Saturday 20 July 2019

Cian Tracey: 'Defending champions, Zebo factor and condensed schedule - many threats for Munster after tough draw'

Reds and Connacht land in testing pools but Leinster and Ulster should be quietly confident

Racing 92's Simon Zebo. Photo: Sportsfile
Racing 92's Simon Zebo. Photo: Sportsfile
Cian Tracey

Cian Tracey

Back in February of last year when Simon Zebo was preparing for his French sojourn, the prospect of playing against Munster for Racing 92 was put to him.

"I would pull a sickie, I wouldn't play," Zebo quipped.

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"I couldn't play against Munster. There is no way I'd play."

Come next season, that will be put to the test as Munster's top try-scorer is one of many potent threats in a Champions Cup pool that is the epitome of a 'group of death'.

Having already been landed alongside Saracens, who were the worst possible tier-one opponents, Racing, who were unquestionably the next team Munster least wanted to face, joined a brutal looking Pool 4 that is completed by the Ospreys.

If you thought the draw was bad for Munster, spare a thought for the Welsh side.

Click to enlarge
Click to enlarge

As soon as it became clear that Ronan O'Gara would not be returning to Thomond Park with La Rochelle, you just knew the other major narrative would come to pass, and so it did.

As strange as an occasion as it will be, Zebo and Donnacha Ryan will relish the chance to play against their home province in Limerick, while attack coach Mike Prendergast will be doing his utmost to ensure Racing prevail against his former club.

Munster have had a busy, but successful few weeks, adding Stephen Larkham and Graham Rowntree to their coaching staff.

Larkham won't arrive in Limerick until August, while it will be October before Rowntree starts his new job.

Although Munster have done very good business by recruiting such an experienced duo, their late arrivals mean that their philosophies will take even longer to be fully implemented.

Being drawn in such a difficult pool leaves very little wiggle room and Johann van Graan has learned that the hard way.

The head coach has repeatedly spoken about the importance of playing knockout rugby at home and to do so next season, his side are going to have to conjure up something special against the reigning champions and the previous season's beaten finalists.

Saracens will start next season as the team to beat and having gone through the entire last European campaign unbeaten, it will take a very good side to end that winning streak.

Sarries dumped Munster out at the semi-final stage in two of the last three years and with Racing, who beat them in the 2018 semi, also in the pool, it sums up the treacherousness of the road ahead.

All three heavyweights will fancy their chances of beating the Ospreys home and away, but Allen Clarke's side have the potential to cause an upset or two.

If Munster were given the worst possible draw, then Leinster are definitely at the other end of the scale - sitting pretty.

Despite enjoying an excellent domestic campaign in which they finished third in the Top 14 table, Lyon have little-to-no European pedigree.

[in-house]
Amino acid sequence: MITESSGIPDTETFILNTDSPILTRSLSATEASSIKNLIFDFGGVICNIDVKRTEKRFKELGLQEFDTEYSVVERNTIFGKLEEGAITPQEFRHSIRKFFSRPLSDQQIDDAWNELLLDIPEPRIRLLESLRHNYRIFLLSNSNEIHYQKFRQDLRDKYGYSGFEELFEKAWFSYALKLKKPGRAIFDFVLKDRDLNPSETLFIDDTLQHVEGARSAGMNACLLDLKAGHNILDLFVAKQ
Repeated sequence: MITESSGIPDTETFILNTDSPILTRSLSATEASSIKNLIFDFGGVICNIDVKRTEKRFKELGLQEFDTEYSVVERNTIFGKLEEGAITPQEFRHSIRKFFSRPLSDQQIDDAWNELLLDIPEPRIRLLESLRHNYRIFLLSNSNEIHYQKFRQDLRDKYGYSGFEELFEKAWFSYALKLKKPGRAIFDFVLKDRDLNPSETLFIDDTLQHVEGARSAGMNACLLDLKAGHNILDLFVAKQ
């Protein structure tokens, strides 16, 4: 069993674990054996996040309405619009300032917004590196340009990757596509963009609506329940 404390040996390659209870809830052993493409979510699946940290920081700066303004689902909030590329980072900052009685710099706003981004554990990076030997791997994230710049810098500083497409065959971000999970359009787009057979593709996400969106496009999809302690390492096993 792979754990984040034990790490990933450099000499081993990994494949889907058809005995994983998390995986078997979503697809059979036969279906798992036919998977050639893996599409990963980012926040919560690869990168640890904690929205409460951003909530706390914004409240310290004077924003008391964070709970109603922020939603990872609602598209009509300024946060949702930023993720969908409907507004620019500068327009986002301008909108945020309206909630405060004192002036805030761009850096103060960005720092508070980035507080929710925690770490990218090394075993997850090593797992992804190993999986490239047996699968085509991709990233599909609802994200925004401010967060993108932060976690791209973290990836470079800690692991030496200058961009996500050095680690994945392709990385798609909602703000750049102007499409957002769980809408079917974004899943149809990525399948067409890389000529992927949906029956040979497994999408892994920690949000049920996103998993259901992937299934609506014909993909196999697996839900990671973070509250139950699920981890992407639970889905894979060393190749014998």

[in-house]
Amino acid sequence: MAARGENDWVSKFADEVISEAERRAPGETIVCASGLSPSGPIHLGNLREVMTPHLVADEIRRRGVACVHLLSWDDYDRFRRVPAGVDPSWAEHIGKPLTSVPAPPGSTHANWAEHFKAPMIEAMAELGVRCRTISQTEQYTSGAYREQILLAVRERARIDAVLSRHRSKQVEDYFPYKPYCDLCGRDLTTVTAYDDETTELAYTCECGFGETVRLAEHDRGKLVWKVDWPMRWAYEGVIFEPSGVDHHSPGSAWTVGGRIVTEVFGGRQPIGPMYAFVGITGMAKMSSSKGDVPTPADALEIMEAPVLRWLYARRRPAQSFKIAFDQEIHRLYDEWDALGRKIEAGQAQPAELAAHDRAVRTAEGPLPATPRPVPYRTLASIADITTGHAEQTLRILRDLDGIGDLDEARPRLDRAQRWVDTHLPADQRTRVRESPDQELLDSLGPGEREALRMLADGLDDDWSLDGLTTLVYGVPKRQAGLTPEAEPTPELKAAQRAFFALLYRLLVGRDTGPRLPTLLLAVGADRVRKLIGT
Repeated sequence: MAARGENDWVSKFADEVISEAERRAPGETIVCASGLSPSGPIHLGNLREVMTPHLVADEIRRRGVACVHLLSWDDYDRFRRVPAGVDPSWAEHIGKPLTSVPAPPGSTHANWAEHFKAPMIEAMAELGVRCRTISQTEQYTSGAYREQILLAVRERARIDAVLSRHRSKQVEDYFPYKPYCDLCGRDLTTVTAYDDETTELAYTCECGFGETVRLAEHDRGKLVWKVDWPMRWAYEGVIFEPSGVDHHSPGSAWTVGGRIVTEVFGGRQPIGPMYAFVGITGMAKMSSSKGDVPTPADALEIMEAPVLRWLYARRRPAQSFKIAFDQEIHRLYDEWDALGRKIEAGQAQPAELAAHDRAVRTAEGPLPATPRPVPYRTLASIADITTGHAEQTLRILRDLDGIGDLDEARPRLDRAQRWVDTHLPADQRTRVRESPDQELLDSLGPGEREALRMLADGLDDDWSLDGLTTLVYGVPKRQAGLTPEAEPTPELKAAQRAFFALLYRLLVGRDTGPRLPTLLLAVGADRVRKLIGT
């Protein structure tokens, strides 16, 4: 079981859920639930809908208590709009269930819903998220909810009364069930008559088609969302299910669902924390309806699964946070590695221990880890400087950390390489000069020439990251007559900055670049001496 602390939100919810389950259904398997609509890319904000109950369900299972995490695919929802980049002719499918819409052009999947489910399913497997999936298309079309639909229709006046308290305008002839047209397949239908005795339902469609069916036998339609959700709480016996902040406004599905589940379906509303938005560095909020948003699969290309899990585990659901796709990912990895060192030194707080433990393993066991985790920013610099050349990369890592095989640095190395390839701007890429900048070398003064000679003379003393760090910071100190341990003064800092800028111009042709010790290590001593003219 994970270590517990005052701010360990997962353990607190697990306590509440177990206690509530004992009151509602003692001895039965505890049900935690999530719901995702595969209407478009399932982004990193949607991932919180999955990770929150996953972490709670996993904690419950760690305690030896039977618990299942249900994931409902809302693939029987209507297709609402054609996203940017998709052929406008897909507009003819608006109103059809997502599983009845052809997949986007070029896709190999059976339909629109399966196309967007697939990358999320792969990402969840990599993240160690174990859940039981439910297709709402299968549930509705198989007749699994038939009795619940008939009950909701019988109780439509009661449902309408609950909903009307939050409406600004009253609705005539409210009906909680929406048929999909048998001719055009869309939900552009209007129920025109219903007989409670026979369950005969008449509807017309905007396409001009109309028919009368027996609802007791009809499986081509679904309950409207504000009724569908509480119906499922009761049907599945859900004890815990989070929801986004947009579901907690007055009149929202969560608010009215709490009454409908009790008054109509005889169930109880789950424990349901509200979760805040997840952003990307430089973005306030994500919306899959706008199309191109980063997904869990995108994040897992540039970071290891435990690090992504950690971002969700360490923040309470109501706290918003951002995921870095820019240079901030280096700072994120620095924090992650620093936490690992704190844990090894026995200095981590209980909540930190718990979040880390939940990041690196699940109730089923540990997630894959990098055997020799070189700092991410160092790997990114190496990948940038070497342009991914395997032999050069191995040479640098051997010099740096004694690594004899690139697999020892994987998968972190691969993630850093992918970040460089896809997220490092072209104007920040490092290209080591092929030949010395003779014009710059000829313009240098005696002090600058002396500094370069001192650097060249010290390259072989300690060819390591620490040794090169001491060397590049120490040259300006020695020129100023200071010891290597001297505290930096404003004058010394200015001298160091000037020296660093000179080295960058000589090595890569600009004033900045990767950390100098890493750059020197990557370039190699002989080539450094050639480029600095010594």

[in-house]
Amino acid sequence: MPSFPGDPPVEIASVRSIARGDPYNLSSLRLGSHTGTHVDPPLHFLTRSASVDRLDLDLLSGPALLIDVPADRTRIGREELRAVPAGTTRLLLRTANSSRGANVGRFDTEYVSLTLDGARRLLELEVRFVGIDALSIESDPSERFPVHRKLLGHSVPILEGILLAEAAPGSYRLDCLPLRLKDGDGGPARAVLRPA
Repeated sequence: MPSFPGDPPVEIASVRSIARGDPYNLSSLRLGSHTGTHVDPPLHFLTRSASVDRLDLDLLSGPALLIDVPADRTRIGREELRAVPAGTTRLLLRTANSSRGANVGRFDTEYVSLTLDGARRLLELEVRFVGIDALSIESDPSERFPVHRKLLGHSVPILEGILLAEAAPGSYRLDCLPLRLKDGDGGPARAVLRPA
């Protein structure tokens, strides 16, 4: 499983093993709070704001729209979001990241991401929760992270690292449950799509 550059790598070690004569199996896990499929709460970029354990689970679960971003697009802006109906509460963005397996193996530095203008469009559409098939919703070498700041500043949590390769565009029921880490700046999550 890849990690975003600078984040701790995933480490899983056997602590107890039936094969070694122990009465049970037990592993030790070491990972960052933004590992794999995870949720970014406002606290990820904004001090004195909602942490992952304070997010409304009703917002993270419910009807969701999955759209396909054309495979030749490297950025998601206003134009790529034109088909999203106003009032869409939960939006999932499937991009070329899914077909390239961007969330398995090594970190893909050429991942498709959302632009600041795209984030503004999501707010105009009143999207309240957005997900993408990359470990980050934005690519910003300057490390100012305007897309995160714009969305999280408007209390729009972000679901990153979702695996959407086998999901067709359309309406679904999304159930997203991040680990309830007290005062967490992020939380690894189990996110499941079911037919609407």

On paper at least, they should provide the biggest competition for Leo Cullen's men, who will be wary that Northampton are on the up again, as are Benetton, who will have Dubliner Ian Keatley in their ranks.

That said, Leinster should have little trouble advancing from this pool as winners, as well as having their sights firmly set on being the No 1 seeds heading in to the knockout stages.

Given that they entered the draw as a tier-three team, Connacht knew they were always going to be handed a tough pool.

The Westerners will make a welcome return to the main stage alongside Toulouse, who they will face for the fourth time in their past five Champions Cup campaigns.

The newly-crowned French champions will feel like they have unfinished business having limped out so poorly against Leinster in the last four.

An immediate return to Kingsholm is on the cards for prop Paddy McAllister, who has joined Connacht from Gloucester, as the English outfit and Montpellier make up Pool 5.

Andy Friend's squad strength will be stretched next season as they fight on both fronts, and two daunting trips to France will test that depth.

Speaking of unfinished business, even a couple of months on from losing to Leinster at Aviva Stadium, Ulster will still wonder what might have been in that enthralling quarter-final clash.

Like Leinster, Ulster will be quietly satisfied with their draw and will be confident they are good enough to emerge from the pool.

Clermont will be tough to beat, particularly in their own back yard, but there is nothing to fear with Harlequins or Bath, which will see a return to these shores for Girvan Dempsey.

Ronan O'Gara will be glad to have avoided Munster and the circus that would have inevitably come with that. His first foray into the Champions Cup as head coach of La Rochelle sees his new team up against Exeter, Glasgow and Sale.

The club season will be thrown in disarray with the World Cup and the problems that brings, particularly for the nations who advance the furthest in Japan.

The Champions Cup is set for a later-than-normal start in November, and as all roads lead to Marseille on May 23, every team will know that they must hit the ground running.

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